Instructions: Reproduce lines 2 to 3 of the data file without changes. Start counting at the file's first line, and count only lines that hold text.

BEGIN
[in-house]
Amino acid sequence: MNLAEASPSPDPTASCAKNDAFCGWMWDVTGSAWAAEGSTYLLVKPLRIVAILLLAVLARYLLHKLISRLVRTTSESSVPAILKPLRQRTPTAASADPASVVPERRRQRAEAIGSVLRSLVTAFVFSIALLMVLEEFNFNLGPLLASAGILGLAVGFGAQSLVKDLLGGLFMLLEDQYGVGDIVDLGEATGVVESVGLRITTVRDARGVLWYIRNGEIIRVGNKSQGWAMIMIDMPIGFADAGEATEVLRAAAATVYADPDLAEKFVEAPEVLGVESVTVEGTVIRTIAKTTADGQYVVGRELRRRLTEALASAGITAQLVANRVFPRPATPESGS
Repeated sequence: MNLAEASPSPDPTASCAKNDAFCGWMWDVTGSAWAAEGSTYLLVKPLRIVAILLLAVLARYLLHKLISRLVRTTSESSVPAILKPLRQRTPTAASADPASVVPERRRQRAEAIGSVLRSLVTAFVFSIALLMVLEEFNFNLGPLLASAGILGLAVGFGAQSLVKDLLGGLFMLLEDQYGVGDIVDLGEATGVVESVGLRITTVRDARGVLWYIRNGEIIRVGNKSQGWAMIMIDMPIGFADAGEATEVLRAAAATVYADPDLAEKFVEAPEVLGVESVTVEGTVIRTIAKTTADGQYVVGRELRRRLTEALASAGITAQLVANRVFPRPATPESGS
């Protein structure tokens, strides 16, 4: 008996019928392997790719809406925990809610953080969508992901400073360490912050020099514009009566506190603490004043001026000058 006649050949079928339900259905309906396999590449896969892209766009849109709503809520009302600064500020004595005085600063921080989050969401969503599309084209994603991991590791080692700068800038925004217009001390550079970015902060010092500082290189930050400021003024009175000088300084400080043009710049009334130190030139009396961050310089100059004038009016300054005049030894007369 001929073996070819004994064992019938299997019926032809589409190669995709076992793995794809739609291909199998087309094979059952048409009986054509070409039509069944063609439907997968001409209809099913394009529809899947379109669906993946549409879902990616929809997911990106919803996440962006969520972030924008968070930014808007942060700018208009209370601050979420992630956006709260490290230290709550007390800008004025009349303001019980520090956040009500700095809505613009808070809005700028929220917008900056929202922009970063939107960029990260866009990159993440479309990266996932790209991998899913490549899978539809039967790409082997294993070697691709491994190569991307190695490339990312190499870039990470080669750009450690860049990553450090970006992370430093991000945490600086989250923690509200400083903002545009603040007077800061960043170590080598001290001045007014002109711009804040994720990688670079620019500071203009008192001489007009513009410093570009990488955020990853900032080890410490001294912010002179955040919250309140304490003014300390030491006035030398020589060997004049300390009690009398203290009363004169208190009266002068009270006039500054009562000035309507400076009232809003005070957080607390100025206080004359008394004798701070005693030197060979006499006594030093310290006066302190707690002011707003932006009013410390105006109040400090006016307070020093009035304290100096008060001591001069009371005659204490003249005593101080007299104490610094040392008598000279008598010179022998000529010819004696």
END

Amino acid sequence: MNLAEASPSPDPTASCAKNDAFCGWMWDVTGSAWAAEGSTYLLVKPLRIVAILLLAVLARYLLHKLISRLVRTTSESSVPAILKPLRQRTPTAASADPASVVPERRRQRAEAIGSVLRSLVTAFVFSIALLMVLEEFNFNLGPLLASAGILGLAVGFGAQSLVKDLLGGLFMLLEDQYGVGDIVDLGEATGVVESVGLRITTVRDARGVLWYIRNGEIIRVGNKSQGWAMIMIDMPIGFADAGEATEVLRAAAATVYADPDLAEKFVEAPEVLGVESVTVEGTVIRTIAKTTADGQYVVGRELRRRLTEALASAGITAQLVANRVFPRPATPESGS
Repeated sequence: MNLAEASPSPDPTASCAKNDAFCGWMWDVTGSAWAAEGSTYLLVKPLRIVAILLLAVLARYLLHKLISRLVRTTSESSVPAILKPLRQRTPTAASADPASVVPERRRQRAEAIGSVLRSLVTAFVFSIALLMVLEEFNFNLGPLLASAGILGLAVGFGAQSLVKDLLGGLFMLLEDQYGVGDIVDLGEATGVVESVGLRITTVRDARGVLWYIRNGEIIRVGNKSQGWAMIMIDMPIGFADAGEATEVLRAAAATVYADPDLAEKFVEAPEVLGVESVTVEGTVIRTIAKTTADGQYVVGRELRRRLTEALASAGITAQLVANRVFPRPATPESGS